The fact is, that we all have some understanding of whom our friends are. In all likelihood, those of you reading this have friends who own businesses, and to the extent possible, patronize those businesses. They in turn do the same for your interests for the same obvious reasons. While that is a healthy cycle within a small or medium sized community of independent citizens, does it provide the same benefit when the business is in fact a government entity which has the power to levy taxes, and expend those taxes to favored interests?
When the group TCAPS Citizens For Students advocates for the growth of government through increasing taxes with promises of Jobs, and "something for everyone", do they cross a moral threshold? Is it truly for academic superiority, or does it go beyond that Should there be a concern that the treasurer for the group is a finance director for TCAPS? While legal, perhaps the ability of an agent of the government to use an outside influencing method to better secure his or her future should be given a closer look.
Administration personnel, school board members, and friends or family of those members contributed in small part, but the most interesting contributions were made by those who could cash in on major contracts as multimillion dollar projects are executed. A partial list below, and a complete campaign statement here.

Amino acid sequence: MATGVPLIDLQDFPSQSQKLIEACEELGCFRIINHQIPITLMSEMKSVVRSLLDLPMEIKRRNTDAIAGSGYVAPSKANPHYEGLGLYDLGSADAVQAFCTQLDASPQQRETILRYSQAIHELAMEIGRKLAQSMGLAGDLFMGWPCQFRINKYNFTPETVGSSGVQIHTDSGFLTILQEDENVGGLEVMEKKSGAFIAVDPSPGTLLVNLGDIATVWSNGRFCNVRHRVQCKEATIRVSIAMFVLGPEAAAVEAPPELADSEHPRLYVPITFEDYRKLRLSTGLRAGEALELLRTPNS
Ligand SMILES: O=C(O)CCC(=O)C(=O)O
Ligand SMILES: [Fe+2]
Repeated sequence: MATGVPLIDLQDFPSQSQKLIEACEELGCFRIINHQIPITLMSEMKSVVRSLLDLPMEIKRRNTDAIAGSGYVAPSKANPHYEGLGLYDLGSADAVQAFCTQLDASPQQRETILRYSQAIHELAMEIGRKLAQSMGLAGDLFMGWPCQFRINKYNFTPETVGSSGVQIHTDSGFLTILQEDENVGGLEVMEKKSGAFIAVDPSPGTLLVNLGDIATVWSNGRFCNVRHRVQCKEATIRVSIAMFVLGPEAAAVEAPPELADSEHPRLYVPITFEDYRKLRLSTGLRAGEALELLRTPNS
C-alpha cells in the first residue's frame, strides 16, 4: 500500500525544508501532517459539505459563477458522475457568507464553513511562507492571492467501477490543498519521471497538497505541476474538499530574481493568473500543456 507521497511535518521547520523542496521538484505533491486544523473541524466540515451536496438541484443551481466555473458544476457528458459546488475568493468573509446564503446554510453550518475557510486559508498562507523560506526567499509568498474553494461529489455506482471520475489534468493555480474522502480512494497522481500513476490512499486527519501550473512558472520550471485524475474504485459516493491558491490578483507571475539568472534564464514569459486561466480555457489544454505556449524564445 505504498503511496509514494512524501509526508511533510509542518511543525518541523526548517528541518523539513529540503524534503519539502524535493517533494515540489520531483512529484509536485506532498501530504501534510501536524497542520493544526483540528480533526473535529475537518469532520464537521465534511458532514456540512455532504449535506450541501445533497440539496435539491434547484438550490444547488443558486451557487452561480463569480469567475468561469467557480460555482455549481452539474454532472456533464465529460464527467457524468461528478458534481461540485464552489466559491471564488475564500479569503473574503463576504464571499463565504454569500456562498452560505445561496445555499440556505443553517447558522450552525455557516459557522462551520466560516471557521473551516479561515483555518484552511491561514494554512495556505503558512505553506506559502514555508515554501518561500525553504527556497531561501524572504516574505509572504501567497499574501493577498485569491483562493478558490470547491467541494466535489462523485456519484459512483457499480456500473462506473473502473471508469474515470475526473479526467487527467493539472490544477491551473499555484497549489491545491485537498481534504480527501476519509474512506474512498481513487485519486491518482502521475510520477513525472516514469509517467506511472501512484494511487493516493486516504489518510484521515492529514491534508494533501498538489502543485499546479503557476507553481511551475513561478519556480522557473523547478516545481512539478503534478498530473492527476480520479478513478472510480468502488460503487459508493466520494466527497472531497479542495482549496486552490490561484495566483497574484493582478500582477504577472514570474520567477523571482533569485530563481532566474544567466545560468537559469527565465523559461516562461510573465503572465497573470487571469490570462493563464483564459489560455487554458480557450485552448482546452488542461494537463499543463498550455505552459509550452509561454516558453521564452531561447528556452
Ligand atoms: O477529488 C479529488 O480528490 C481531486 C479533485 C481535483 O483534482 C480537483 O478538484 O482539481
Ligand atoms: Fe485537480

Try to imagine any of these businesses staying out of bidding process as plans are drawn up.
Can't do it can you?
This is not to say that any, or all these business entities are immoral or inherently bad, but it reveals one of the fundamental flaws in the way government allocates its (your) resources. These businesses, and possibly some of the in-house (administrative) contributions were likely strongly solicited or rather simply 'encouraged' to pony up for a pro millage stance. It would certainly be in their "best interests", right? Friends take care of friends. There is undoubtedly at the very least, a mental list by school officials of who has been an open advocate, and who has not.
And its not hard to understand of which list one might wish to be a part.
The contributions made by special interests as documented above become merely an insurance policy guaranteeing they will not be ignored when massive dispensing of the public's goodwill commences. Unfortunately, the public's interest can merely extend to what they can see out in the open, and what then becomes documented in the news. Correcting the sleepy oversight of governing bodies requires time, interest, and energy; something not easily assumed during the constant battles for survival many of us now face.
An "I see you" moment such as this might help though.
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Related Links+ cronyism part I,
+ complete campaign statement here.
+ Also by JGillman